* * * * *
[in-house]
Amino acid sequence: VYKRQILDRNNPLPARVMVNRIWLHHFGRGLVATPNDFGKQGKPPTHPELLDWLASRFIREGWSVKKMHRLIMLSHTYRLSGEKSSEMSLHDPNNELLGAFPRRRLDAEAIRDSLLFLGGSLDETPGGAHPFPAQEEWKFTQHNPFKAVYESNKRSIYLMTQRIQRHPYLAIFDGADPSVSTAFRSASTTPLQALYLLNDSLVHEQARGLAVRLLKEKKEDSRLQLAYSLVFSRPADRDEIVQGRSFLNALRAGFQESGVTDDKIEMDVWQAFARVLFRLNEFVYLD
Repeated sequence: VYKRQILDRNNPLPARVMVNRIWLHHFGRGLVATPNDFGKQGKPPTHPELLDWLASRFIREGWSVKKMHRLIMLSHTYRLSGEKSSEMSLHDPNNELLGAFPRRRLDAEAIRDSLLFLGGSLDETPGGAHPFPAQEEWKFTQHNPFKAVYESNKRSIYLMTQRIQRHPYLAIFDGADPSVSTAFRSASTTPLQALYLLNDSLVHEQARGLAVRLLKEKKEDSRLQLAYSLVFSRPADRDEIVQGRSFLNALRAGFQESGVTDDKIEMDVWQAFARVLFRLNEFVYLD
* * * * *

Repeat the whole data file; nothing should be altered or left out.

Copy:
[in-house]
Amino acid sequence: VYKRQILDRNNPLPARVMVNRIWLHHFGRGLVATPNDFGKQGKPPTHPELLDWLASRFIREGWSVKKMHRLIMLSHTYRLSGEKSSEMSLHDPNNELLGAFPRRRLDAEAIRDSLLFLGGSLDETPGGAHPFPAQEEWKFTQHNPFKAVYESNKRSIYLMTQRIQRHPYLAIFDGADPSVSTAFRSASTTPLQALYLLNDSLVHEQARGLAVRLLKEKKEDSRLQLAYSLVFSRPADRDEIVQGRSFLNALRAGFQESGVTDDKIEMDVWQAFARVLFRLNEFVYLD
Repeated sequence: VYKRQILDRNNPLPARVMVNRIWLHHFGRGLVATPNDFGKQGKPPTHPELLDWLASRFIREGWSVKKMHRLIMLSHTYRLSGEKSSEMSLHDPNNELLGAFPRRRLDAEAIRDSLLFLGGSLDETPGGAHPFPAQEEWKFTQHNPFKAVYESNKRSIYLMTQRIQRHPYLAIFDGADPSVSTAFRSASTTPLQALYLLNDSLVHEQARGLAVRLLKEKKEDSRLQLAYSLVFSRPADRDEIVQGRSFLNALRAGFQESGVTDDKIEMDVWQAFARVLFRLNEFVYLD